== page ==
Section 114A of the Indian Evidence Act, 1872 is a legal provision that pertains to rape cases. This section establishes a presumption as to absence of consent in certain prosecutions for rape. It states that if the prosecution can prove beyond reasonable doubt that sexual intercourse occurred and the victim states in her evidence before the court that she did not consent, then it will be presumed that she did not give her consent.
This provision was added to address the issue of victims being coerced into giving their consent through fear or intimidation, and then later claiming they were raped. The law seeks to protect women from such exploitation by shifting the burden of proof onto the accused and making it more difficult for them to escape punishment.
The relevant sections of law are Section 375(1) (rape), Section 376(2)(a) (sexual assault), and Section 376AB (rape on a woman under twelve years). These sections define what constitutes rape, sexual assault, and aggravated sexual assault respectively.
To understand this provision better, let us take a look at some case laws:
1) In State v. Pawan Kumar [(2017) SCC Online HP 1979], an accused appealed against his conviction for rape on grounds that he had obtained prior consent from his victim. However, since there was no evidence apart from his own claim regarding prior consent given by the victim before having sex with him for which he could establish any credibility or cogency asunder Sec-114A Of IEA.,the Court held him guilty considering it non-consensual act punishable u/s sec-376 IPC..
2) In Wazir Chand v. State of Haryana [(1989) Supp (1) SCC 173], The Supreme Court opined upon relevancy & admissibility as per sec-53/section-54 CrPC ,of medical report about injuries sustained by prosecutrix during time when alleged rape took place. The court held that it was not essential for the prosecution to prove physical resistance of the victim or injuries sustained by the victim in order to establish non-consensual intercourse since Section 114A, Indian Evidence Act was introduced precisely to counter such claims by perpetrators.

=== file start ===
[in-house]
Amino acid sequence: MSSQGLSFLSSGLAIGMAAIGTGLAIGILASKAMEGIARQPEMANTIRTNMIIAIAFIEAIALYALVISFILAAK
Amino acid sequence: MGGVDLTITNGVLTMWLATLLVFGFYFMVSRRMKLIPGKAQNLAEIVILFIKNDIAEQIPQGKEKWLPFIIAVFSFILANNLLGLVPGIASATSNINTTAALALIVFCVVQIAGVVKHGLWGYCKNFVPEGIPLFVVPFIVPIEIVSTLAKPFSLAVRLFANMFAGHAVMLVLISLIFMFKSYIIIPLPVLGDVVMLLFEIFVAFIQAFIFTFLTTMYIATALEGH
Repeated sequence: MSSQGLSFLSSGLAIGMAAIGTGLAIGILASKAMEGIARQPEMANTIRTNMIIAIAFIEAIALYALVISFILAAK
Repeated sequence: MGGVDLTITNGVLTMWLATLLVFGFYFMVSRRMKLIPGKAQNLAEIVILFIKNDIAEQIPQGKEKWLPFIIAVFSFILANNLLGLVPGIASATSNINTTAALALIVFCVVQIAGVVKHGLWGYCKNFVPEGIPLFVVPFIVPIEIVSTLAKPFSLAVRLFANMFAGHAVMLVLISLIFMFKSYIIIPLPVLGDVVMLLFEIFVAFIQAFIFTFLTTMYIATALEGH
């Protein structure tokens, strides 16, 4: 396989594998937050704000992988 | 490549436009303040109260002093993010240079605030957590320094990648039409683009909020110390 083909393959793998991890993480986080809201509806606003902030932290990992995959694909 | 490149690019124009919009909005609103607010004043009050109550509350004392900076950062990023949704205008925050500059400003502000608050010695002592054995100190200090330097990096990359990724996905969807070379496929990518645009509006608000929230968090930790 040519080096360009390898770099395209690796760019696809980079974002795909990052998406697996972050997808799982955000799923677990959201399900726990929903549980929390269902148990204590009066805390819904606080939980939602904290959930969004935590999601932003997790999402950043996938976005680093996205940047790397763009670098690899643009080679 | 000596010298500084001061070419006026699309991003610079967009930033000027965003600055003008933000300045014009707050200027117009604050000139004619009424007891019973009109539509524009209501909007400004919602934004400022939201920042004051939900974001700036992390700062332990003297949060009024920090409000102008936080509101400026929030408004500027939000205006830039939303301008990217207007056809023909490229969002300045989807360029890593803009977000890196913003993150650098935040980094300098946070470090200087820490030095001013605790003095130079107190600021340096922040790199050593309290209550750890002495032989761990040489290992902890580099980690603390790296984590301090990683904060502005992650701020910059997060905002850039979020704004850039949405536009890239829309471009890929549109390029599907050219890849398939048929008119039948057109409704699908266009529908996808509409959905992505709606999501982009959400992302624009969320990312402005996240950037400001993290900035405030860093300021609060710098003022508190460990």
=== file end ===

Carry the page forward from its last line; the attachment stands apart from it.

3) In State of Rajasthan vs. Om Prakash [(2019)SCC Online SC 494] , a case involving a foreign national woman who was raped while on vacation in India claimed that she had been drugged. Although there was no medical evidence to support her claim about being drugged, given provision under sec-114A IEA.,it will be presumed that if sexual intercourse occurred and the victim states in her evidence before the court that she did not consent then it is deemed as non consensual act.
4) In Satbir Singh v. State of Haryana [(2001) SCC (Cr.) 143], where a young girl aged between thirteen and fourteen years old was allegedly raped, no direct testimony could be presented regarding whether or not she gave consent. However ,since provisions under sec-114A were implemented with Rape law amendment Act-2013 mandating presumption against absence of consent ,the Court convicted accused based on circumstantial evidences..
Now let us consider how this provision is relevant to Non Resident Indians (NRI). NRI’s may often visit India for various reasons wherein they need to interact with locals. Being unaware about customs, beliefs & cultural norms can sometimes lead into committing mistake when dealing with local women which may cause them trouble . If an NRI has been accused of rape in India but claims that he obtained prior consent from his partner before engaging in sexual activity, then Section 114(A), makes his claim void unless sufficient proof is brought forward.. This means that even if a person believes that he/she has received consent from their partner before sexual activity takes place; if later out of remorse or any other reason if the partner claims it non-consensual, it will be treated as non-consensual under this section. This provision is not discriminatory on the basis of gender and can therefore be used by both male and female survivors.
In conclusion, Section 114A of the Indian Evidence Act provides a legal framework for rape trials in India whilst placing greater emphasis on obtaining consent prior to sexual activity. This helps in curbing false claims regarding consent & brings justice to victims who may have been coerced into providing sexual favors against their wishes. For NRI’s, understanding of laws relating to consensual sex is crucial while interacting with locals in order to avoid criminal liabilities that they may face otherwise due to ignorance of local customs & norms.